Skip to main content Skip to navigation

Success Stories

Infographic including the following information: 1. All partnerships are ongoing – we’re delighted to hear that this funding has kickstarted or maintained healthy collaborations.  2. Half of these partnerships have already applied for further funding to support their ongoing work  3. Many of these projects have led to the production of new research outputs, including jointly authored publications and papers, and the planning for two new research centres 4. These projects have successfully amplified seldom heard voices and empowered local communities 5. Partnerships with local artists and arts organisations has delivered on the university’s new Cultural Strategy and showcased the arts on and off campus
Reads: Success Stories. Collaboration and Co-Production Fund 2021-22

We launched the WIE Collaboration and Co-Production Fund in the autumn of 2021 to support staff and students to develop ongoing strategic relationships with local, regional, and national partners. We hoped that in time these relationships would lead to co-production of, and collaboration in, new research projects, innovative programmes and strategy, and the co-organisation of public engagement activities. We granted 14 awards of up to £3,000 in 2021-22 (and relaunched the fund in 2022-23, funding a further 10 projects). We reflect below on the successes of the first year of the Collaboration and Co-Production Fund.

Awarded Projects

A full list of the awardees in 2021-22 can be found here:

infographic showing that there have been 14 projects involving 44 Warwick employees, 59 Warwick students, 18 partner organisations, and 11 participating artists.

Funding new partnerships

We funded a lot of partnerships that were based in Coventry and Warwickshire, continuing the university’s commitment to support economic, social and cultural growth in our region, making it a more sustainable place to live for future generations. We’ve been working in the region on our own programmes and activities, including for the Resonate Festival, and it was great to see new partnerships being built through this fund with organisations whose work had also been featured in our year-long festival. Local partners for the Collaboration and Co-Production Fund projects included: Agency Photography Group, The Belgrade Theatre, Coventry Boys and Girls Club, Coventry Foodbank, Coventry Integrated Sexual Health Services, Coventry Refugee and Migrant Centre, COVert Arts, Crisis Skylight Coventry and Warwickshire, Cvllective, Highly Sprung, Underground Lights, Warwick Arts Centre, Warwickshire Museums, Warwickshire Wildlife Trust, and Warwickshire Young Carers. Further afield, awardees worked with the Royal Geographic Society, The Music Works, and Feed the Hungry UK.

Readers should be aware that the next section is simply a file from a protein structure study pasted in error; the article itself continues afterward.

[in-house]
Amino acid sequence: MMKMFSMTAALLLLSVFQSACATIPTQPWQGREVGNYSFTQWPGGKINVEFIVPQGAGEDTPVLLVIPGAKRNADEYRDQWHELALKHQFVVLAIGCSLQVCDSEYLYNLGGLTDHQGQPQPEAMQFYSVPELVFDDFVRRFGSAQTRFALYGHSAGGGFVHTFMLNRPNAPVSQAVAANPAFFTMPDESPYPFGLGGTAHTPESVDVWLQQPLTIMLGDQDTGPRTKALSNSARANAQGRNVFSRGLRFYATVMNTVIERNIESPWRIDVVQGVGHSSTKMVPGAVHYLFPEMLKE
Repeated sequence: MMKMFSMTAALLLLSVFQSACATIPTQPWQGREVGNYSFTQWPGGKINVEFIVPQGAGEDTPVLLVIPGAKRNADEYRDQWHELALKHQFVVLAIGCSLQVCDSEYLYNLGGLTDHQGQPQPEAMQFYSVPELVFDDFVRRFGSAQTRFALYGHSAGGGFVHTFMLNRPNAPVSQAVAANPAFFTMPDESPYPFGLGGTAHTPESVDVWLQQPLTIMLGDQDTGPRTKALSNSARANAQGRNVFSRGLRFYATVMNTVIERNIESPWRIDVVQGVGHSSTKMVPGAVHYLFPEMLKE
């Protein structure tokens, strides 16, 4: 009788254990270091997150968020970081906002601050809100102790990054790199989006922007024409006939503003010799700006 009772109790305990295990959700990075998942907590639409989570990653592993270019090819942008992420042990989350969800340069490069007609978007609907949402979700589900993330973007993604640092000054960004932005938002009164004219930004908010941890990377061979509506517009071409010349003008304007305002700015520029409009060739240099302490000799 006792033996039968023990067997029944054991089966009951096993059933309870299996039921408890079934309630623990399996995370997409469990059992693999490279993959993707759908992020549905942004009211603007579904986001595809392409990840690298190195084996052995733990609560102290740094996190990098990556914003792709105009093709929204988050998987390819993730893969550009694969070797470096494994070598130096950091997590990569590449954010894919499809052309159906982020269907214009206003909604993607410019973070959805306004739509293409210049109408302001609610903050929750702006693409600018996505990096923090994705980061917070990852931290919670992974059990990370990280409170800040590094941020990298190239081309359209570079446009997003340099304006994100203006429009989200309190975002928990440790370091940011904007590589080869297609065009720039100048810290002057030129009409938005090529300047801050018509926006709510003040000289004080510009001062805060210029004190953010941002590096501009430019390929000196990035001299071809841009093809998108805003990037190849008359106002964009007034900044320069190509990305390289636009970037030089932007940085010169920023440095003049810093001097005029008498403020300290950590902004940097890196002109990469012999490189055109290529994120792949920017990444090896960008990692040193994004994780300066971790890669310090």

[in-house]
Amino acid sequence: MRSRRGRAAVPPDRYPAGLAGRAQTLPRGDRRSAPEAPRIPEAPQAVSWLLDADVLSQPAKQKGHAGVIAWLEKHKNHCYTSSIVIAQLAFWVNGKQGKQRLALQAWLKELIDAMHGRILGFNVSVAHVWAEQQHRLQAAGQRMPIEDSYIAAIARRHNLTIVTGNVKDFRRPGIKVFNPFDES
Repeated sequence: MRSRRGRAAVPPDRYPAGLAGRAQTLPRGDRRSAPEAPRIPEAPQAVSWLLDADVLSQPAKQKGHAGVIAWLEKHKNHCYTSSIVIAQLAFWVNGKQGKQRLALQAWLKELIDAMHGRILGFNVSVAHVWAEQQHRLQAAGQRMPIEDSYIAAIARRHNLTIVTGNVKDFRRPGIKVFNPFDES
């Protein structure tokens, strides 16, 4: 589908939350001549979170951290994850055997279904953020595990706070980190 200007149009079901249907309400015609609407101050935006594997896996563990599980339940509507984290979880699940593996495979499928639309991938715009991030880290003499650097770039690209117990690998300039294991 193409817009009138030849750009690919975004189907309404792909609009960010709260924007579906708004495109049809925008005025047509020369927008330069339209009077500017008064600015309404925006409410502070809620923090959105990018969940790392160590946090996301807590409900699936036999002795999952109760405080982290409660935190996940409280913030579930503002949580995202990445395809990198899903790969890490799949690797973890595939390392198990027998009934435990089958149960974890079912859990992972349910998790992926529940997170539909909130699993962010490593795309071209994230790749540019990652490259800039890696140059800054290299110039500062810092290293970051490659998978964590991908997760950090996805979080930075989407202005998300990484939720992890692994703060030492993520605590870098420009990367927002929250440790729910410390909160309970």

Innovation and empowerment

These projects developed new and innovative ways of working with local communities. Many locally-based participants in Collaboration and Co-Production Fund projects felt increasingly empowered in their everyday lives, whether that was empowerment to access essential services (as with the women of Coventry Refugee and Migrant Centre who gained easier access to sexual health care services in the city thanks to ​Abimbola Ayorinde and Majel McGranahan’s project) or the young carers of the Warwickshire Young Carers group who became an advisory body for Michael Wyness and Fiona McCallum’s research into schooling for young carers. Partnerships through this scheme amplified seldom heard voices and feedback on the projects frequently suggested that this led to increases in participant wellbeing and pride. For example, the poet Phil Wilcox described ‘hearing young poets tell their stories, rouse an audience and express their truth’ in the final performance of Empowering Young Voices as ‘electrifying’ and ‘poetry at its most vital’. Bernie, a photographer in the Constellations of HOME arts and homelessness project said that it was ‘unbelievable to come here to the university today and see the exhibition. From a cup of coffee at Café One – a journey – from homelessness to success. So proud to have been part of this project – changing the image of homelessness’. New resources for local communities were also created through the fund: for example, Thijs van Rens worked with Coventry Foodbank to create the Mobile Community Pantry which offers a new way to supply Coventrians with sustainable healthy food, as well as creating a mobile ‘lab’ for University of Warwick researchers.